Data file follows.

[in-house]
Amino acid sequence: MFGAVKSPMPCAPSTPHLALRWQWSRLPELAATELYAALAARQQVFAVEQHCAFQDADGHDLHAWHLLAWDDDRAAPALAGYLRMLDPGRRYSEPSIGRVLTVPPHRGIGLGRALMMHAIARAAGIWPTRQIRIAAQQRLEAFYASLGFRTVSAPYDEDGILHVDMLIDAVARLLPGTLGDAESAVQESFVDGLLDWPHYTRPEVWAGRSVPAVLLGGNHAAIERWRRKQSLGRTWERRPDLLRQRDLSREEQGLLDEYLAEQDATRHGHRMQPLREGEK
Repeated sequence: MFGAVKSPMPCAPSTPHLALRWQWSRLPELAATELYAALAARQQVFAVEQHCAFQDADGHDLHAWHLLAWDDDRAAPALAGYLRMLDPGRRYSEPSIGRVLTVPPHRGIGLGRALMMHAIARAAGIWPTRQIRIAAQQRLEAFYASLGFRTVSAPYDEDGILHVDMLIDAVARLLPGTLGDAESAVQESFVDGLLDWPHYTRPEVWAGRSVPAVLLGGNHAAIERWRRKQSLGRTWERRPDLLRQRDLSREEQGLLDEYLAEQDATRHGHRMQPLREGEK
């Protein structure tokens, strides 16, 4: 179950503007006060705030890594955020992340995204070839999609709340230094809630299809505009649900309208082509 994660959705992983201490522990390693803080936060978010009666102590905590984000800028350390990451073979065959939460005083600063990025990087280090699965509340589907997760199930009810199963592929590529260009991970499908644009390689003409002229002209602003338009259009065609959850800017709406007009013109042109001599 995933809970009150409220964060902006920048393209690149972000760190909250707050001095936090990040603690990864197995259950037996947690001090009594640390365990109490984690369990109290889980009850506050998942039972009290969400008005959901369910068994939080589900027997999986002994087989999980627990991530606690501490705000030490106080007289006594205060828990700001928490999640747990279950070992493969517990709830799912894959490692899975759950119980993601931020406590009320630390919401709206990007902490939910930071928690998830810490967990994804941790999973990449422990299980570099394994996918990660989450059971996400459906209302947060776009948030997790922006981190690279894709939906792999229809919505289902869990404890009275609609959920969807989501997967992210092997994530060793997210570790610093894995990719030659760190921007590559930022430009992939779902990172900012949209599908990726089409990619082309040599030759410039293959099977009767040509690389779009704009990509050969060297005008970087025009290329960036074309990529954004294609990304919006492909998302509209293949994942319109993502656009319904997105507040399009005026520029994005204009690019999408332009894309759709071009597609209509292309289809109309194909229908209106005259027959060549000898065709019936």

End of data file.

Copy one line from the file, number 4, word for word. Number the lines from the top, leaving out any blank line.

């Protein structure tokens, strides 16, 4: 179950503007006060705030890594955020992340995204070839999609709340230094809630299809505009649900309208082509 994660959705992983201490522990390693803080936060978010009666102590905590984000800028350390990451073979065959939460005083600063990025990087280090699965509340589907997760199930009810199963592929590529260009991970499908644009390689003409002229002209602003338009259009065609959850800017709406007009013109042109001599 995933809970009150409220964060902006920048393209690149972000760190909250707050001095936090990040603690990864197995259950037996947690001090009594640390365990109490984690369990109290889980009850506050998942039972009290969400008005959901369910068994939080589900027997999986002994087989999980627990991530606690501490705000030490106080007289006594205060828990700001928490999640747990279950070992493969517990709830799912894959490692899975759950119980993601931020406590009320630390919401709206990007902490939910930071928690998830810490967990994804941790999973990449422990299980570099394994996918990660989450059971996400459906209302947060776009948030997790922006981190690279894709939906792999229809919505289902869990404890009275609609959920969807989501997967992210092997994530060793997210570790610093894995990719030659760190921007590559930022430009992939779902990172900012949209599908990726089409990619082309040599030759410039293959099977009767040509690389779009704009990509050969060297005008970087025009290329960036074309990529954004294609990304919006492909998302509209293949994942319109993502656009319904997105507040399009005026520029994005204009690019999408332009894309759709071009597609209509292309289809109309194909229908209106005259027959060549000898065709019936």